Reed concert at Towson succeeds with tough sell

August 14, 1991|By Stephen Wigler | Stephen Wigler,Sun Music Critic

Performing musicians are like salesmen. They sell us pieces of music that -- under ordinary circumstances -- we might not want to listen to.

This came to mind last night in Stephens Hall at Towson State University at the first evening concert of the International Double Reed Festival. Selling the piano, the violin or even the cello repertory is relatively easy: So much of the merchandise is quality stuff, bearing labels with names such as Chopin, Bach and Beethoven. The repertory for bassoon and oboe -- the two instruments performed upon last night -- is quite another matter. Selling the "Scenes Ecossaises" for oboe of Benjamin Godard (1849-1895) requires more of the art of persuasion than does Beethoven's Opus 111 piano sonata.

That is what made the performance of Richard Woodhams all the more wonderful. Woodhams, the principal oboe of the Philadelphia Orchestra, was able to convince a listener that this music was a masterpiece. The man's breath control was phenomenal, the range of dynamics wide, the technique masterly and the playing extraordinarily fluid. He is so fine a player that he was able flawlessly to control his low register-- not the easiest thing to do on his instrument -- making it match the wispiest pianissimos produced by his fine pianist, Kiyoko Takeuti. Performances of music by Saint-Saens, J. W. Kalliwoda and Persichetti were just as fine.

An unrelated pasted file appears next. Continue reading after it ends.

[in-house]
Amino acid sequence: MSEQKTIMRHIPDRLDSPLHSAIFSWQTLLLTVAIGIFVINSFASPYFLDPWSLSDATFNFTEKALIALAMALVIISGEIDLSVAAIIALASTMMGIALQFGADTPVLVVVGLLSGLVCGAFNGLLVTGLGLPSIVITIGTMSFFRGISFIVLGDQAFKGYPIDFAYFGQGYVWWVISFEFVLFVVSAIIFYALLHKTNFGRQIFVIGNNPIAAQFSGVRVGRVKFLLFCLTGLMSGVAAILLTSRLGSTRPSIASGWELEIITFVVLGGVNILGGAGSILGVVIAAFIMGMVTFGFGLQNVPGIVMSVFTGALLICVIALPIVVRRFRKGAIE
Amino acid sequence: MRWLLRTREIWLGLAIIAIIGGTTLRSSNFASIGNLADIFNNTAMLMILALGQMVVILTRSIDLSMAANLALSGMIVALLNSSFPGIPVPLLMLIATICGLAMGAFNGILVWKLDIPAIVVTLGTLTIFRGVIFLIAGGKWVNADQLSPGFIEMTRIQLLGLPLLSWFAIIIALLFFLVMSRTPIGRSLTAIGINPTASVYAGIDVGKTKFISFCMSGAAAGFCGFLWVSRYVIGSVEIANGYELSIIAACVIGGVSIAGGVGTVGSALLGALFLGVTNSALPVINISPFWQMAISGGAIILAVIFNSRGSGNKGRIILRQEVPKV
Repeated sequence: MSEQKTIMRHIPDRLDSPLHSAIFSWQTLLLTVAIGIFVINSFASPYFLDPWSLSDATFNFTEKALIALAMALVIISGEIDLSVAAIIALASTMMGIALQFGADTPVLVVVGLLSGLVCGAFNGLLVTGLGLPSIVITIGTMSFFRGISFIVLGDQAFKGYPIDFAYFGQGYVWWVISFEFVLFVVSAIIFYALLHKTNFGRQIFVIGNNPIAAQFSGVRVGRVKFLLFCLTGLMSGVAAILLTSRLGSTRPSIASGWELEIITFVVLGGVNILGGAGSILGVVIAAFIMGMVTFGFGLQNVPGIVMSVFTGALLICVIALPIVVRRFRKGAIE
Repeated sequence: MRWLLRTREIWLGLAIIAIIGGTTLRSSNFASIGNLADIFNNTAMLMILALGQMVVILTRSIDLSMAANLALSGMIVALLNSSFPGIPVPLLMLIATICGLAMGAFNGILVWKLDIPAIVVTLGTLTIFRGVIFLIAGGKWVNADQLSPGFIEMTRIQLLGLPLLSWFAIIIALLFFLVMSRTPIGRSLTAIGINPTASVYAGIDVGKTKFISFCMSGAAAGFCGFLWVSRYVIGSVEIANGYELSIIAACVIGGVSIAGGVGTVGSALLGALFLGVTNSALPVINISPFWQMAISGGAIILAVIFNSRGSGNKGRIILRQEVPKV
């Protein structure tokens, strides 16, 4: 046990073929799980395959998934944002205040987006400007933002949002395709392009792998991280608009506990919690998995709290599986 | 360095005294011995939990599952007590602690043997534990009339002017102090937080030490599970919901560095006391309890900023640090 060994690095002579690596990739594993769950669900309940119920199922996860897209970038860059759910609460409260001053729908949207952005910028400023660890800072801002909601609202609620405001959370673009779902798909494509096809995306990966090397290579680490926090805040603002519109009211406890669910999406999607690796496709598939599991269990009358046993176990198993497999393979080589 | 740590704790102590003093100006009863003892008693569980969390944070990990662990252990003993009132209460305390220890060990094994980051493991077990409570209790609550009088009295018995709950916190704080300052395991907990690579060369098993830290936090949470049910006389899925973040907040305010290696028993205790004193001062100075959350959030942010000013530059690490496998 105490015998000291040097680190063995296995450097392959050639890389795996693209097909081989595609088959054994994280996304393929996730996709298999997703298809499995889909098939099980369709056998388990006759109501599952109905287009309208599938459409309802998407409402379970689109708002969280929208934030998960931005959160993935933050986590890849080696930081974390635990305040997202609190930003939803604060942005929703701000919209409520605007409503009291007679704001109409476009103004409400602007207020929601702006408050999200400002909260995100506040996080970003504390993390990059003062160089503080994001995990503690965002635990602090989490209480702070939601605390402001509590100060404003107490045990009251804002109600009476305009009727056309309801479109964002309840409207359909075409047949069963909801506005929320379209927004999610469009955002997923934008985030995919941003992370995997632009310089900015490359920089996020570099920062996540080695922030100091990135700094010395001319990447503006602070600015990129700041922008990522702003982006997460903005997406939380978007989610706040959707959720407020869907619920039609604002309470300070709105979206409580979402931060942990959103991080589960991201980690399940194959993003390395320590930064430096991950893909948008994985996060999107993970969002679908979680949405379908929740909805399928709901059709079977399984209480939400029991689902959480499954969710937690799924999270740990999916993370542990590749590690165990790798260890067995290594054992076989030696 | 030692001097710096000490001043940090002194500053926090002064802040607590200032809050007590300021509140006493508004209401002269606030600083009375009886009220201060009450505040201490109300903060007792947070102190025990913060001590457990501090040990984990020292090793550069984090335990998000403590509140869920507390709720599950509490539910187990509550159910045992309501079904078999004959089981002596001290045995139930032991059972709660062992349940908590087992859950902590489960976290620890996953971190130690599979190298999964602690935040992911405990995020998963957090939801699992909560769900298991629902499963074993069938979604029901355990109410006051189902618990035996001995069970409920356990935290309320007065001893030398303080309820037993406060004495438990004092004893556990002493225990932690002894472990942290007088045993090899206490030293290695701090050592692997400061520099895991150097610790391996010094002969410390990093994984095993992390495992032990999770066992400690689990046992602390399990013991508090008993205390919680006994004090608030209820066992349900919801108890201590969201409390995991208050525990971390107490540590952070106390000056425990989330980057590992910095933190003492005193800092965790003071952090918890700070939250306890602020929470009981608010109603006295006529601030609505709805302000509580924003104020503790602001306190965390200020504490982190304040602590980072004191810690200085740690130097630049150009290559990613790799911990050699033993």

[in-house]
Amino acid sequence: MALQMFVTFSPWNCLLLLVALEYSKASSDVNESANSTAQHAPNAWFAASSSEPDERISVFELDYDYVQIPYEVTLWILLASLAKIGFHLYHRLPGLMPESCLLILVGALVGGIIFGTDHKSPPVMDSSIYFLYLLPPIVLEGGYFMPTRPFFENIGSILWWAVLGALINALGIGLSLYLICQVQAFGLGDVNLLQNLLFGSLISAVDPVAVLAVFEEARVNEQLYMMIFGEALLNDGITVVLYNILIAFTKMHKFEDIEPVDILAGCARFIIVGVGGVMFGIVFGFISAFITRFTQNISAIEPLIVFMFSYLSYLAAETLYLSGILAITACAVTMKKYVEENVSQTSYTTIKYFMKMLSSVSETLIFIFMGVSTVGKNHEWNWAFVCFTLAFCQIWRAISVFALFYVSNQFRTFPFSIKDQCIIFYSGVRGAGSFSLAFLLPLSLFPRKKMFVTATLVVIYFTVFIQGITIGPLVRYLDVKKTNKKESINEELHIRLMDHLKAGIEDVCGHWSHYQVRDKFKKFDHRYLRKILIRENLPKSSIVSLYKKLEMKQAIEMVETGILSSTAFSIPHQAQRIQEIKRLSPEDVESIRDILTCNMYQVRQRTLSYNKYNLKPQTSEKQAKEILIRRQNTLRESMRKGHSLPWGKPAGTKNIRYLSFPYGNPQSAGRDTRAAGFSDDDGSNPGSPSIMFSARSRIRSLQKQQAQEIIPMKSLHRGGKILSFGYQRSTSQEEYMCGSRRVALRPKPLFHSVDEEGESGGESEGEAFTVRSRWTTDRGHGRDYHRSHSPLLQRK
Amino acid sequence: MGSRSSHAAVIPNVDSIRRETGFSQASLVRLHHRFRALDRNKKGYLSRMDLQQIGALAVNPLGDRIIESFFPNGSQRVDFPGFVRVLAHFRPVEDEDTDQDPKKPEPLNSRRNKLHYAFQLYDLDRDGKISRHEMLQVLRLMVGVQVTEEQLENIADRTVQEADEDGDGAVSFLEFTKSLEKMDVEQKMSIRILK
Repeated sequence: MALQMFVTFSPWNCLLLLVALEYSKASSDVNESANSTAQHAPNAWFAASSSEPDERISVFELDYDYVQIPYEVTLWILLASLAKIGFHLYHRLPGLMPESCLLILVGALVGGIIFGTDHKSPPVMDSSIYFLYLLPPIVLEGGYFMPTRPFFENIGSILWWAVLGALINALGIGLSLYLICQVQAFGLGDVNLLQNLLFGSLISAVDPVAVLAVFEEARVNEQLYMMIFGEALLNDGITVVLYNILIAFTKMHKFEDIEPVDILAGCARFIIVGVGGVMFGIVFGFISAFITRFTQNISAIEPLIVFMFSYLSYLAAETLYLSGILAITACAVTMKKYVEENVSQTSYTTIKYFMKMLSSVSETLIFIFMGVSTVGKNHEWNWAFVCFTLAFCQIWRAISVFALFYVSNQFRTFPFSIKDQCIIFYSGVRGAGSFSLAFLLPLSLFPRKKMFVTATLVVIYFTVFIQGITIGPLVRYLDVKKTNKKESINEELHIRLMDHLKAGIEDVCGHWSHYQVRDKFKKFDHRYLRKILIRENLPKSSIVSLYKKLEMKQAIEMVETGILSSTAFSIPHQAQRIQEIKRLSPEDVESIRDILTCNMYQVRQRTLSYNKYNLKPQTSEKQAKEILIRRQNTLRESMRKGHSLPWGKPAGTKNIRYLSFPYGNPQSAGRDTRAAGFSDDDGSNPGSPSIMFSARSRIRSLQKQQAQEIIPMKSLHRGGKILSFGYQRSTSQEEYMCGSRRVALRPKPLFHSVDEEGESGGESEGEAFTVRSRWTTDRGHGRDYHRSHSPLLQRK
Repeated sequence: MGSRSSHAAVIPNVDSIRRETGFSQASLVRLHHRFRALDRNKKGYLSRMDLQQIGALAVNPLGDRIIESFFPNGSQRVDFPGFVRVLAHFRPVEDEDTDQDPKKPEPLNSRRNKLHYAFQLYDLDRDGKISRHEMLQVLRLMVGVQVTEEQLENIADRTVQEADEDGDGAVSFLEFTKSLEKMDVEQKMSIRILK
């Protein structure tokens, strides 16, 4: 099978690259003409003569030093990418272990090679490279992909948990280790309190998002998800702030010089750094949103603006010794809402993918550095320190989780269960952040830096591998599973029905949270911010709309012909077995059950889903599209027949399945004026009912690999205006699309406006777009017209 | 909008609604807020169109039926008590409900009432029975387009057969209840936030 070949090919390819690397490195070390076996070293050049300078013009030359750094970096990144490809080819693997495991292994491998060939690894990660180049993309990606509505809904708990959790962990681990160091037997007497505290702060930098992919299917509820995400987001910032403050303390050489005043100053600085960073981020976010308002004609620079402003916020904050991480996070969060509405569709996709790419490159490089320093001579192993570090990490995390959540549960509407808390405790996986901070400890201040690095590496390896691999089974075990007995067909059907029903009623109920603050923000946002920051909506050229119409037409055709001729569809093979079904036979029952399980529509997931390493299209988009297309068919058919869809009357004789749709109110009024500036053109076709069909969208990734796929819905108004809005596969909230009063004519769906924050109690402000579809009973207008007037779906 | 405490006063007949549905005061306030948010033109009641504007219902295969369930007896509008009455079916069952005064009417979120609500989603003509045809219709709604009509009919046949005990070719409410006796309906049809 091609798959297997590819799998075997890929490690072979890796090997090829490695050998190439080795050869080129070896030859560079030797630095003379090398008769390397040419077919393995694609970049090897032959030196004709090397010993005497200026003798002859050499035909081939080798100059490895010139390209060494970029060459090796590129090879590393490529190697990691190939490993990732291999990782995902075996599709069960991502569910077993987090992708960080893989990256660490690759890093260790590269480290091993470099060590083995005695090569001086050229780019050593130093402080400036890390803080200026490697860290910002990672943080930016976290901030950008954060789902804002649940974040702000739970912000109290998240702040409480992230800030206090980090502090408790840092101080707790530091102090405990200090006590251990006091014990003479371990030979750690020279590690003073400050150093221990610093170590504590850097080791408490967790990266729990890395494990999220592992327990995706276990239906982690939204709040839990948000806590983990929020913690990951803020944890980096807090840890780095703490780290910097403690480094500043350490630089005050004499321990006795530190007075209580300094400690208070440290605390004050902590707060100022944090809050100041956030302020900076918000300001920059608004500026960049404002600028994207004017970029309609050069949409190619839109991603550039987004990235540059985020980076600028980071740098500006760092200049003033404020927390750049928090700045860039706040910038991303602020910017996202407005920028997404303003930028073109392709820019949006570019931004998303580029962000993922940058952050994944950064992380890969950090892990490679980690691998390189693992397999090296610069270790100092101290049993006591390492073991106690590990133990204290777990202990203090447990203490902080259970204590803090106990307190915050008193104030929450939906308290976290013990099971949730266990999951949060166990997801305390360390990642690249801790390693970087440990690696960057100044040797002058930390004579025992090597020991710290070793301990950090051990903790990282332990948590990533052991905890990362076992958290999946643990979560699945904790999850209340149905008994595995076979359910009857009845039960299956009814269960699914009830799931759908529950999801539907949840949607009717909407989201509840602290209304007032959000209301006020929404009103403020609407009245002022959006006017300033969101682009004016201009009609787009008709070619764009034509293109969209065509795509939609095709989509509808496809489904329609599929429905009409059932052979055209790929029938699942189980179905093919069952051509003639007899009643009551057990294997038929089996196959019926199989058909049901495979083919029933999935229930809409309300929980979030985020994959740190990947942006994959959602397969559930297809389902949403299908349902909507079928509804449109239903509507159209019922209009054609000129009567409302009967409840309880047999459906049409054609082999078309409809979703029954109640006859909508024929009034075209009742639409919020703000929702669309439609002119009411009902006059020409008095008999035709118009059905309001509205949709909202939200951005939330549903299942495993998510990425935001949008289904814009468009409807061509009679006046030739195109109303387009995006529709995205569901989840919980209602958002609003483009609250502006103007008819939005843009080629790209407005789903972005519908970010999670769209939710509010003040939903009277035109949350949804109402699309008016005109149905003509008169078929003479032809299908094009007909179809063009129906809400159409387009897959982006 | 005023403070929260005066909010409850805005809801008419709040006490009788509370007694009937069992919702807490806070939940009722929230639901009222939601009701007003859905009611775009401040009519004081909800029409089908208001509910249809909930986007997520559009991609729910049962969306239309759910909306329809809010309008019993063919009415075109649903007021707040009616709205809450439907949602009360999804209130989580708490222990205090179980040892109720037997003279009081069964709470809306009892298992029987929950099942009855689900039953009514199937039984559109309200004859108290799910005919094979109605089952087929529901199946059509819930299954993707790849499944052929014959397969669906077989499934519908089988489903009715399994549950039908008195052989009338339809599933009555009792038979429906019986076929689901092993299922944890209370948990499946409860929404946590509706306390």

Also impressive but somewhat less enjoyable was bassoonist David McGill's part of the recital. McGill, the principal of the Cleveland Orchestra, performed a transcription of Brahms Sonata No. 1 for Clarinet and Piano, Oskar Morawetz' 1987 Sonata and the Impromptu and Humoresque by Reinhold Gliere. The Brahms told one little other than that this music sounds better on the instrument for which it was written. McGill's performance of the Morawetz -- a neo-Bartokian piece with some wonderful lower register effects -- and of the Gliere amply demonstrated his masterly control of his difficult instrument.

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